FBT: Minor and infrequent benefits

A meeting at a cafe showing a man on a mobile in the background and an open laptop, coffee and cake on the table in the foreground.

Common mistakes when applying the minor and infrequent benefits exemption

Many employers are unknowingly falling foul of the FBT regime through an incorrect interpretation of the minor and infrequent exemption.

Minor and infrequent benefits are exempt from FBT where they are both:

  • less than $300 in notional taxable value (that is, the value if it was taxable), AND
  • unreasonable to be treated as a fringe benefit.

Note that the benefit must be BOTH minor (less than $300) and infrequent.

Most commonly, mistakes are made in the provision of ‘Meal Entertainment’.

Meal Entertainment applies predominantly to the provision of food or drink to employees and they are not consumed on the employer’s business premises.

The provision of meal entertainment is defined as:

  • providing entertainment by way of food or drink
  • providing accommodation or travel related to, or to facilitate the provision of, such entertainment.
  • paying or reimbursing expenses incurred by the employee for the above.

Considering this, some of the more common practices that are included as meal entertainment would be:

  • taking your employees out to a café or restaurant for a meal.
  • social functions, such as Christmas parties, where food or drink is supplied.

Where the value of the food or drink is less than $300 per person the exemption can be claimed, provided the employee only receives this benefit infrequently throughout the year.

Importantly, to access this exemption the employer must value meal entertainment using the Actual Method. The exemption is not available if the employer values meal entertainment using the 50/50 Method.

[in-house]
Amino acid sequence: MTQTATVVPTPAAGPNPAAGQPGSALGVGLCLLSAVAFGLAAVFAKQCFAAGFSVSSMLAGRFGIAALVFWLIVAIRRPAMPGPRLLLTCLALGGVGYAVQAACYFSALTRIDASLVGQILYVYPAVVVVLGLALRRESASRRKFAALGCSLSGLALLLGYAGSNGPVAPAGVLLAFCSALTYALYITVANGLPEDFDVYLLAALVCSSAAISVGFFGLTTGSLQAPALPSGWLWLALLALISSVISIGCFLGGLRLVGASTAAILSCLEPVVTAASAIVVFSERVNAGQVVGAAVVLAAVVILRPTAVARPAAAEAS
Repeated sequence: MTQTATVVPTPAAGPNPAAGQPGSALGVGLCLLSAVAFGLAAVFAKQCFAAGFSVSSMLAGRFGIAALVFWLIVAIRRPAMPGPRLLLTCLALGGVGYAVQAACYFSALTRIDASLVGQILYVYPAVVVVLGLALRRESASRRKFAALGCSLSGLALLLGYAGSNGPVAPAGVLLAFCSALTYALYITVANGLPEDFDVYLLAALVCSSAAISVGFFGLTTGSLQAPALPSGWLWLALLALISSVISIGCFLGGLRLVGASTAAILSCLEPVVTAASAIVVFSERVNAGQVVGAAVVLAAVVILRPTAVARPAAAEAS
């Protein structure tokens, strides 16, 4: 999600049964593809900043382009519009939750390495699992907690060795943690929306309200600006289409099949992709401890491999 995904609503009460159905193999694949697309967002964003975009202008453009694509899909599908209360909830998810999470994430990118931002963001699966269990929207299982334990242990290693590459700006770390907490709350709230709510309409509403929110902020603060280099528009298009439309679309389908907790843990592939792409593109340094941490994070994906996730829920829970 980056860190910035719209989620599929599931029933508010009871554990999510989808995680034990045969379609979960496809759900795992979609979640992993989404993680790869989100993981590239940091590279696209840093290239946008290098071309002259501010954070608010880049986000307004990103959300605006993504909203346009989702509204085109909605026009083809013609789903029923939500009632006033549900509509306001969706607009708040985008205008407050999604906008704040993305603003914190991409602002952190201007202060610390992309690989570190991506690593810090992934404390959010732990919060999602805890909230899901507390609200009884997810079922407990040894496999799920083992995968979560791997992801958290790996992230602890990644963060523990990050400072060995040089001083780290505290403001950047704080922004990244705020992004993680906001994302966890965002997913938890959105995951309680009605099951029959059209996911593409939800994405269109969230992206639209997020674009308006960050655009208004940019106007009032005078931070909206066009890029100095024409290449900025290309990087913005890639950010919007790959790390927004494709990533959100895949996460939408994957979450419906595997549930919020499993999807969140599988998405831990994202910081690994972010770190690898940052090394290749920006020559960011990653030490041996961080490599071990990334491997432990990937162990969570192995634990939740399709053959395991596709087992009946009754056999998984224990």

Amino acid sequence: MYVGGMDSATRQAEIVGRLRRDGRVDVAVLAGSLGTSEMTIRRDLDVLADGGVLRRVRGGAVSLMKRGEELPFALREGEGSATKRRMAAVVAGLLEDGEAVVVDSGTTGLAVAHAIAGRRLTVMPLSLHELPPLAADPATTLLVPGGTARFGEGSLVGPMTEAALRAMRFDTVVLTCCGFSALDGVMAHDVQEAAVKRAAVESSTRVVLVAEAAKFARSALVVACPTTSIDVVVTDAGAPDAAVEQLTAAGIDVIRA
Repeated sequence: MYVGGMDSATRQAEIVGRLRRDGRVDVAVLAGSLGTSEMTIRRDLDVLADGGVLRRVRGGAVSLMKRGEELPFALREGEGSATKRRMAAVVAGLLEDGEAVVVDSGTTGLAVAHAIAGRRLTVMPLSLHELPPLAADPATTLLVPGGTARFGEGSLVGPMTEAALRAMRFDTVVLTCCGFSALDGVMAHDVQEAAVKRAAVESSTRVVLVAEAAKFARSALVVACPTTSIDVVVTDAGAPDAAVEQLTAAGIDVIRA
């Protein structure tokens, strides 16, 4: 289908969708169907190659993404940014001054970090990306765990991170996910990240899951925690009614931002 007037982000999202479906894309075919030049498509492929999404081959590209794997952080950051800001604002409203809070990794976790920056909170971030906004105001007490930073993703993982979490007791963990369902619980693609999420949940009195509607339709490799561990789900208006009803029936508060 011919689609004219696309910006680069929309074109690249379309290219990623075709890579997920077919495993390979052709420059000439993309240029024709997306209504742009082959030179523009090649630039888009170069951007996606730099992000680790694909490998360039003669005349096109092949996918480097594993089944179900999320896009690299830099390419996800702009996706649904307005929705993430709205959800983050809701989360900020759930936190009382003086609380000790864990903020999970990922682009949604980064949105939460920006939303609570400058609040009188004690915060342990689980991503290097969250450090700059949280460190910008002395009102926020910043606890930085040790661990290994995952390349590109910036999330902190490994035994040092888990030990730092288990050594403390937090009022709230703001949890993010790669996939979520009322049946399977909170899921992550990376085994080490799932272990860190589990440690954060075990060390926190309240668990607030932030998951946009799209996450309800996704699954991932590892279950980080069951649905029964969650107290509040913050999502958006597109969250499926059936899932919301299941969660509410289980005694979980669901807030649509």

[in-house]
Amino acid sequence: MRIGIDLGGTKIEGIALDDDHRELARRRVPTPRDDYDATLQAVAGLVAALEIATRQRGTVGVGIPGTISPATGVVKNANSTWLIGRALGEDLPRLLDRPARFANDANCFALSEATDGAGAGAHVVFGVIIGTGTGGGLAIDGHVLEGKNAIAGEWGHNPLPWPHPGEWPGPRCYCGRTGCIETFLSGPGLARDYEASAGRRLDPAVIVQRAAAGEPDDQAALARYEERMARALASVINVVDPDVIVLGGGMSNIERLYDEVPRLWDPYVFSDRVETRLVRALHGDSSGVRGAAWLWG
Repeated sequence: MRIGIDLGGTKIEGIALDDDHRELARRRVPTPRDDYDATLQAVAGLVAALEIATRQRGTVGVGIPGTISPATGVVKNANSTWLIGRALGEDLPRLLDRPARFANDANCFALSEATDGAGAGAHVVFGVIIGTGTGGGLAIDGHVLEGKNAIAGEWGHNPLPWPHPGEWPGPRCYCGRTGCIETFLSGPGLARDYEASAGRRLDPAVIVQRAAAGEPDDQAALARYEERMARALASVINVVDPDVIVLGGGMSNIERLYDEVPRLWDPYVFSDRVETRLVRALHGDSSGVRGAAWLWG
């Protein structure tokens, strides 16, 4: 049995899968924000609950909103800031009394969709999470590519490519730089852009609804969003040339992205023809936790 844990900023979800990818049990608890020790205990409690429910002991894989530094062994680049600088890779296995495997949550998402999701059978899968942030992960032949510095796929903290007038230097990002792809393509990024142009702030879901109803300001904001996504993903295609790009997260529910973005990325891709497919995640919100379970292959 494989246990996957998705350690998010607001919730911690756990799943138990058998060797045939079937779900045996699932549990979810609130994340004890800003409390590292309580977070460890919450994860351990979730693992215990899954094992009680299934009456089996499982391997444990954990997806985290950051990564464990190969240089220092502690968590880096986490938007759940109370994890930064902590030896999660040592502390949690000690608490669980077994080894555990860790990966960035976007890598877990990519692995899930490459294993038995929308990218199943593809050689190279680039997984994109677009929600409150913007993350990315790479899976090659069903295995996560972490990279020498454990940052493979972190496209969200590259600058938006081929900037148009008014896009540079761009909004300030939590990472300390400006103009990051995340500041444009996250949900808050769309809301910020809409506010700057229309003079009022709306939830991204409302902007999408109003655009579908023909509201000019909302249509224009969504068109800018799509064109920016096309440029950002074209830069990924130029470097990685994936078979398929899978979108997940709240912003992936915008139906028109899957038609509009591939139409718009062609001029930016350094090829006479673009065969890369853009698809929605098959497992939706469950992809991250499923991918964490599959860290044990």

Working out whether a meal entertainment benefit is minor is straightforward – you just need to check the receipt. Where employers find themselves in trouble is working out if the benefit is infrequent enough to satisfy that condition.

As a guide, we recommend that you only provide meal entertainment benefits for an employee no more than 5 to 10 times in a given FBT year. Once the benefit you are providing exceeds the infrequent condition, all benefits of that type for that employee become subject to FBT.

Taking employees out of the office to enjoy a coffee may be a form of Meal Entertainment. If you do this too often throughout the year, an employer may find themselves subject to FBT on ALL the Meal Entertainment benefits they provide to that employee (including any year-end social functions). Failure to maintain an appropriate register of exactly which employees are receiving benefits could result in all meal entertainment benefits becoming subject to FBT.

Note that the ATO has previously advised that food and drink under $15 per employee could be viewed as sustenance and would not fall under the FBT rules. Perhaps $25 per employee may be an appropriate amount now!


Further help:

The ATO has signalled that there will be an increased focus on FBT this year. Given the ever-improving tools at the ATO’s disposal, in conjunction with the government’s need to raise additional revenues, employers must ensure they remain compliant with their FBT requirements. If you would like to ensure your business is compliant, please contact us. With our expert help, you’ll have peace of mind that you are ticking all the right boxes.

You can find out more about working with Marsh & Partners here. As your Absolute.Account.Ability partner we’re on a mission to make your business life better. We’ll help you set goals for your business, devise an Action Plan to make them happen and meet with you regularly to ensure you stay on track.